FREQUENTLY ASKED QUESTIONS
FREQUENTLY ASKED QUESTIONS
Sensitivity to cold air or liquids, hot liquids, chewing, or biting may indicate inflammation or an infection within a tooth. Unprovoked, spontaneous pain is also a sign that a tooth may need a root canal. A localized swelling or bump on the gum can be a sign of an infected tooth.
Although pain is often associated with a tooth that needs root canal treatment, the procedure does not have to be painful. Care will be taken to completely and profoundly numb the tooth. Today, there is no reason why any dental procedure cannot be performed 100% pain-free.
It is normal to feel some tenderness in the area for a few days after your root canal treatment as your body undergoes the natural healing process. You may also feel some tenderness in your jaw from keeping it open for an extended period of time. These symptoms are temporary and usually respond very well to over-the-counter pain medications (Advil, Motrin, Tylenol, etc.). It is important for you to follow the instructions on how to take these medications. Remember that narcotic medications, if prescribed, may make you drowsy, and caution should be exercised in operating dangerous machinery or driving a car after taking them.
Your tooth may continue to feel slightly different from your other teeth for some time after your root canal treatment has been completed. However, if you have severe pain or pressure that lasts more than a few days, contact the office.
Do not eat anything until the numbness in your mouth wears off. This will prevent you from biting your cheek or tongue.
Do not chew or bite on the treated tooth until you have had it restored by your dentist.
Be sure to brush and floss your teeth as you normally would.
If the opening in your tooth was restored with a temporary filling material, it is not unusual for a thin layer to wear off in-between appointments. However, if you think the entire filling has come out, contact the office.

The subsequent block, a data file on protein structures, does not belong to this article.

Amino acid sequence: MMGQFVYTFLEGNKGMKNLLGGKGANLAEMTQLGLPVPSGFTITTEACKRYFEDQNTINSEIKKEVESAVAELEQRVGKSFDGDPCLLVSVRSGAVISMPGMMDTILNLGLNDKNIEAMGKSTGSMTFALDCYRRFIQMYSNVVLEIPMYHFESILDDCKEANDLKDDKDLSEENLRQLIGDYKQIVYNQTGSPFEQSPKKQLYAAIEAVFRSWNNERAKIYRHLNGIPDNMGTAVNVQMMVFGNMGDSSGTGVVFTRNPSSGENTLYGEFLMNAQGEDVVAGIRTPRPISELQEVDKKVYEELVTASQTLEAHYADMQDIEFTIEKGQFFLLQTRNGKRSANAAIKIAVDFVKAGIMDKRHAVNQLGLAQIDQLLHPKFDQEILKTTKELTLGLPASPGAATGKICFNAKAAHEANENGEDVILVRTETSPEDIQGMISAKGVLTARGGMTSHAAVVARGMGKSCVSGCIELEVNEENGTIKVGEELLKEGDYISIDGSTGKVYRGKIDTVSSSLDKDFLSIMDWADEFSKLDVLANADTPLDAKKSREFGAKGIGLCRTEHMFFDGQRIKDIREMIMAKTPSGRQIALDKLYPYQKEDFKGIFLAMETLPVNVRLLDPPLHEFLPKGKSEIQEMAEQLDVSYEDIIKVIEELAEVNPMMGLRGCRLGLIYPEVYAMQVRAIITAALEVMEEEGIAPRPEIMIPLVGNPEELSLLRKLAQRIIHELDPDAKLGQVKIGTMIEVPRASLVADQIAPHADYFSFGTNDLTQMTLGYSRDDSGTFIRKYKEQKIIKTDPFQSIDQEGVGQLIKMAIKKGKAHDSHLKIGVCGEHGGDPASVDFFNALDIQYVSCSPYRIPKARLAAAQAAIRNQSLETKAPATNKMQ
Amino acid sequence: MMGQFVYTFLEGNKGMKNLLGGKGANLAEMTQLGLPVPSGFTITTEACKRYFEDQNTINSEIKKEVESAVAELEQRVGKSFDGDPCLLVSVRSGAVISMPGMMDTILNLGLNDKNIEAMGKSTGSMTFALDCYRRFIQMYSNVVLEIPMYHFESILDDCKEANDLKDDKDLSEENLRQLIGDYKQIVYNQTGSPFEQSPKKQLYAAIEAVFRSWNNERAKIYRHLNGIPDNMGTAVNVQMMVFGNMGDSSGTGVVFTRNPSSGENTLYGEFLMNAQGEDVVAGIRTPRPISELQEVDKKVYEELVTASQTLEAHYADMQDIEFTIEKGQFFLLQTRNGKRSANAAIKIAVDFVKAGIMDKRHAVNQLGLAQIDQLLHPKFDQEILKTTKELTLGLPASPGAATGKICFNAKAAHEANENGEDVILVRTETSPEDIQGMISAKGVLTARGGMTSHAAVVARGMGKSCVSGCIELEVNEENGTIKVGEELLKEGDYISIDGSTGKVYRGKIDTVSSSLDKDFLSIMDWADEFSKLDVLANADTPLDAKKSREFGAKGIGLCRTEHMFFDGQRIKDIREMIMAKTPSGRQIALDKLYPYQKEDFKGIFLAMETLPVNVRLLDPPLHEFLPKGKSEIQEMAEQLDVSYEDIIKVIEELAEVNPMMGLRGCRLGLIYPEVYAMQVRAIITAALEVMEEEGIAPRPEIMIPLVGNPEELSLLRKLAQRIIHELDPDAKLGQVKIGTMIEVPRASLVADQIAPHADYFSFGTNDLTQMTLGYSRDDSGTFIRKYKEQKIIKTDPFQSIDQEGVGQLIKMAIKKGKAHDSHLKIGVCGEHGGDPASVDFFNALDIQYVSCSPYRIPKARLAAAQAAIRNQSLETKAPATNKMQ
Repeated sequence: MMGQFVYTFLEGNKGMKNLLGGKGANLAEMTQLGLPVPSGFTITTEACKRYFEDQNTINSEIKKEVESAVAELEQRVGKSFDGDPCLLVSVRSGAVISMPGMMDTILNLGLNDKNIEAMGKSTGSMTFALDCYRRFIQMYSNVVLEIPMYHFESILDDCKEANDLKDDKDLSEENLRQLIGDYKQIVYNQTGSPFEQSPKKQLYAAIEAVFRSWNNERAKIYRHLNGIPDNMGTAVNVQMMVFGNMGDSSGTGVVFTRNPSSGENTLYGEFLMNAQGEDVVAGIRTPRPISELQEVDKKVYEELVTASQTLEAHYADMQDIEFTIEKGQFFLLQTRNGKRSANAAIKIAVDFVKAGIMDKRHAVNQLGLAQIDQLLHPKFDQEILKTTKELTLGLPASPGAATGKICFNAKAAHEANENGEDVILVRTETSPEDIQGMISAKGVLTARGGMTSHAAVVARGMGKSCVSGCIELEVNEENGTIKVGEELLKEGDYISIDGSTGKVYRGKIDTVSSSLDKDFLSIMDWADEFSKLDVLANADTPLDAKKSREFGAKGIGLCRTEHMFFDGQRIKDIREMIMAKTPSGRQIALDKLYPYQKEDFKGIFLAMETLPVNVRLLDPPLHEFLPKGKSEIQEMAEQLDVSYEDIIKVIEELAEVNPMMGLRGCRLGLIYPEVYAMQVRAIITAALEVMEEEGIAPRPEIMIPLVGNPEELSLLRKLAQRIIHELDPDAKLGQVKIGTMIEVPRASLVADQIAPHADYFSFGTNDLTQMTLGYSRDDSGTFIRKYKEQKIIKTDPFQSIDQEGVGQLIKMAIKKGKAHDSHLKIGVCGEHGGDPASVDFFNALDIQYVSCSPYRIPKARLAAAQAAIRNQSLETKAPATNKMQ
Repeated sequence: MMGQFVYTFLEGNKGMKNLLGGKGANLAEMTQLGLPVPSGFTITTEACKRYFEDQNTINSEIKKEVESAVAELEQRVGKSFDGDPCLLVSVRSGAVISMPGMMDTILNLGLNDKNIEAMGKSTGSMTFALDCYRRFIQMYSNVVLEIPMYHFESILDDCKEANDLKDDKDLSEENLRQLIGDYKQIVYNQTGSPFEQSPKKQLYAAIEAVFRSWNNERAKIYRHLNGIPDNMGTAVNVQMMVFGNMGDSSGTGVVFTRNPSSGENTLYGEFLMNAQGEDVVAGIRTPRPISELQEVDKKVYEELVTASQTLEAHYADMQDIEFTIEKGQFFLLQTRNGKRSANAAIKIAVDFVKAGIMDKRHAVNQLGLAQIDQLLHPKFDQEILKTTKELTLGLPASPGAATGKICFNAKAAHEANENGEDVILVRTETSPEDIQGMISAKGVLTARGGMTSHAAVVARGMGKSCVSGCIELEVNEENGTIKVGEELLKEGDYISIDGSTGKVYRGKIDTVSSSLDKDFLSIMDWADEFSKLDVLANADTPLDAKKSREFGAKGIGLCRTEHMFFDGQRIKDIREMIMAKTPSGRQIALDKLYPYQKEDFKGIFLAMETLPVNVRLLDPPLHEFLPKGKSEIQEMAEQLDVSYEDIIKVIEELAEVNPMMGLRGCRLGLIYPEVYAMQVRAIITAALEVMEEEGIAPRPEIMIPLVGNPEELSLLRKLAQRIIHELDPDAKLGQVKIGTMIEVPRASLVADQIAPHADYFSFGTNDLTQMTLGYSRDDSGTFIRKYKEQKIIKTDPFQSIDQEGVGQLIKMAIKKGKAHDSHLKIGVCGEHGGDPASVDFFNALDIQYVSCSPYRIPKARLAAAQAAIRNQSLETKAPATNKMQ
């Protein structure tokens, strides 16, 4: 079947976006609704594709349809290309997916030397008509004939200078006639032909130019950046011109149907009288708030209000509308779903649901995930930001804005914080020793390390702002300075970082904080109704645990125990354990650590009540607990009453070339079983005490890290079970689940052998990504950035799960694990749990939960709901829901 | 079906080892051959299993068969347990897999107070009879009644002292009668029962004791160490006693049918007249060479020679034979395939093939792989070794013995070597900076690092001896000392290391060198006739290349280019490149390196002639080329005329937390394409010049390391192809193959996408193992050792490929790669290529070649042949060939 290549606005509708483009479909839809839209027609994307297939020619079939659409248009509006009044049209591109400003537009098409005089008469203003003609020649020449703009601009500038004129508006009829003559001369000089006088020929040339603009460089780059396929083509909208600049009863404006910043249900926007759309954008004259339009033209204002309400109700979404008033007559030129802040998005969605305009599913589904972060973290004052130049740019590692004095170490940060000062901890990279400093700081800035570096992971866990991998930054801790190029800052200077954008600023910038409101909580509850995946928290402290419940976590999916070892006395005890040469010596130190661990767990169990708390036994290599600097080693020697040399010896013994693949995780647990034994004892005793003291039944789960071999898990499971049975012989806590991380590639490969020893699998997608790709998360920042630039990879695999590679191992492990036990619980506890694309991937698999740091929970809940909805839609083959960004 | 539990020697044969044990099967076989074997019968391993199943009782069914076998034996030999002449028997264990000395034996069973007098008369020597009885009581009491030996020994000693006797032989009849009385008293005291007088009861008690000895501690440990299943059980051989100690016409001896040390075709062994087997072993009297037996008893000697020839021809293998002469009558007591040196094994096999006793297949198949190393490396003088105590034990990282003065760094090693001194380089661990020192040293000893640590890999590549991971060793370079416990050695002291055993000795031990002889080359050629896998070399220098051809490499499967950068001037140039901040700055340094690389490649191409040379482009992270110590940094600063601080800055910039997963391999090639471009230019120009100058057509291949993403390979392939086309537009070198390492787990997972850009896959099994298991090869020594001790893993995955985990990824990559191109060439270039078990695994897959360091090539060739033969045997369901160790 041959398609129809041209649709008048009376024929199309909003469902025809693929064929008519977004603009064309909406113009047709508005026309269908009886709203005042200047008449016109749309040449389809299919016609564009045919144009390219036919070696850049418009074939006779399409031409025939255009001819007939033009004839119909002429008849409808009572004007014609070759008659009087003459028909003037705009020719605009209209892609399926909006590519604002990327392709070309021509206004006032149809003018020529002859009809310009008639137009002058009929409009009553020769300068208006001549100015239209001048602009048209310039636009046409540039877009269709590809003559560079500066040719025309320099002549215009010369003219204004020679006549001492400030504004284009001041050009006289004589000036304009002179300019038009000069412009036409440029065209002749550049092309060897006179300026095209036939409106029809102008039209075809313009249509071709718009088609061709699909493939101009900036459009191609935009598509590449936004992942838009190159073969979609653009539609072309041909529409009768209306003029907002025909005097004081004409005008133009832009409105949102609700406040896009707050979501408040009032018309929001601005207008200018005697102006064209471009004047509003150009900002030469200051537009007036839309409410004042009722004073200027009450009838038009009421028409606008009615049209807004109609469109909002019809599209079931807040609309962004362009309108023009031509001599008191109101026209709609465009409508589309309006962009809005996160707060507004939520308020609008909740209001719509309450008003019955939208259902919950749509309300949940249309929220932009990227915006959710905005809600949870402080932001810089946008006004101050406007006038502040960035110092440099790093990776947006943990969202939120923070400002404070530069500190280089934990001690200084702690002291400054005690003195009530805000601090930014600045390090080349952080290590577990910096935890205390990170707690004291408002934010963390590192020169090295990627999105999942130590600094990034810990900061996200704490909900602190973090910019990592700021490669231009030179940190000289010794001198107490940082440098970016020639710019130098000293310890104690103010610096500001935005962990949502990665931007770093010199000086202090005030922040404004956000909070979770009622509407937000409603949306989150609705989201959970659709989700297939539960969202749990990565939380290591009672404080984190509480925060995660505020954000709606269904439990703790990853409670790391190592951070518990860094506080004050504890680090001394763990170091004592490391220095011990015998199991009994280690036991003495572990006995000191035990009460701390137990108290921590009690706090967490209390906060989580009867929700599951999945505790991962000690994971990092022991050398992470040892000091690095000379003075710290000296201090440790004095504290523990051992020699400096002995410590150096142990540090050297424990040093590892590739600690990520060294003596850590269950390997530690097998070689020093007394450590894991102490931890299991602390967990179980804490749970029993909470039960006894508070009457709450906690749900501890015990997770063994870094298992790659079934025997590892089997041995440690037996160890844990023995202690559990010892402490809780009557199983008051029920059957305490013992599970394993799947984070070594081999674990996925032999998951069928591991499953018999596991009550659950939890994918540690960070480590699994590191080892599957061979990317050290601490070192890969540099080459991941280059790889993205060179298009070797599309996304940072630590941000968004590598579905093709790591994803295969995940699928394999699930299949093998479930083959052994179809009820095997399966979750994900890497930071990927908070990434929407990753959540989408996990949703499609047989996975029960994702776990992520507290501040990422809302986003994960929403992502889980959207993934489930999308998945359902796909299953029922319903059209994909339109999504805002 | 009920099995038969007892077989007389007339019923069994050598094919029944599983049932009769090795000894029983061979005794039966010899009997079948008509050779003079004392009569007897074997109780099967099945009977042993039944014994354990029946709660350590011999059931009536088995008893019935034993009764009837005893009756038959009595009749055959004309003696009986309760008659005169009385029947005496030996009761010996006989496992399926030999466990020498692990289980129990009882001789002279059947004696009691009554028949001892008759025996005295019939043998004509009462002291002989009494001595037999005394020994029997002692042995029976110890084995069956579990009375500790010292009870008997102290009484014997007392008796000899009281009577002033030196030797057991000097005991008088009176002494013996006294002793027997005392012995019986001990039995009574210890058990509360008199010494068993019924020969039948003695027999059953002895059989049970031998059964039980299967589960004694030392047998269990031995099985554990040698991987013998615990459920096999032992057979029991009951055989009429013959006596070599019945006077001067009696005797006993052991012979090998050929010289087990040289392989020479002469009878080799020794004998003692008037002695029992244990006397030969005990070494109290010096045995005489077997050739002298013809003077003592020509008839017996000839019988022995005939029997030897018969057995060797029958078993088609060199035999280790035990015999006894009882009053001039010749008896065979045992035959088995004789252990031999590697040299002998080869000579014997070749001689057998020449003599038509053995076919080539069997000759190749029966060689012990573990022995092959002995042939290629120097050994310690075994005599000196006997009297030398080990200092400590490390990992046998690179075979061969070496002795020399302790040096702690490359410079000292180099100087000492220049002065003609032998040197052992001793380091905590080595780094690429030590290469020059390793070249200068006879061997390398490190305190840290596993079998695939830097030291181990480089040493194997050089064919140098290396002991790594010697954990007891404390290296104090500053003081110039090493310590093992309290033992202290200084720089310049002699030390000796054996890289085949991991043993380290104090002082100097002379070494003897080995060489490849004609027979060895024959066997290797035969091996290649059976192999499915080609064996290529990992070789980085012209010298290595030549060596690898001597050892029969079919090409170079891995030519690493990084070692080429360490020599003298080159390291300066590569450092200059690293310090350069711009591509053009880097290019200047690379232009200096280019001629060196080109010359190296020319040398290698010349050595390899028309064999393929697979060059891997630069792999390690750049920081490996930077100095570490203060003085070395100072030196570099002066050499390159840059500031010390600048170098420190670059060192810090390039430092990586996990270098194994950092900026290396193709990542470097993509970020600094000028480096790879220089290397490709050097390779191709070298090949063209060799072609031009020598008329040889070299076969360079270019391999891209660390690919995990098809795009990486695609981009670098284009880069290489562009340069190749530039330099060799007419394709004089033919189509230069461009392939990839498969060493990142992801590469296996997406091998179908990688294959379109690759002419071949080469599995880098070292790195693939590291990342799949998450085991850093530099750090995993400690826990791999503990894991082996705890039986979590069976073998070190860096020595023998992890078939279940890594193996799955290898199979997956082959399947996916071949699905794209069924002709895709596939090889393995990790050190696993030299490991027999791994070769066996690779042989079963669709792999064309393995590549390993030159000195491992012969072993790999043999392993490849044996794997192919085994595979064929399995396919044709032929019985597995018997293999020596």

Contact the office right away if you develop any of the following:
a visible swelling inside or outside of your mouth;
an allergic reaction to medication, including rash, hives or itching (nausea is not an allergic reaction);
a return of original symptoms; or
your bite feels uneven.
After a root canal, it is important to follow-up with your restorative dentist so that he or she may place a permanent restoration on the tooth. Often a crown is recommended in order to protect the tooth and provide a tight seal over the root canal.
A tooth receiving root canal therapy can expect a success rate of up to 96%. Prognosis depends upon the pre-op status of the tooth and several other factors that will be discussed with you upon examination. Overall, root canal therapy is one of the most successful and predictable procedures in dentistry.
Root canal treatment is an extremely safe and effective procedure. Despite what misinformation has been posted on the internet, there is no scientific evidence linking root canal therapy to disease in other areas of the body. Please view the following video for questions about root canal safety: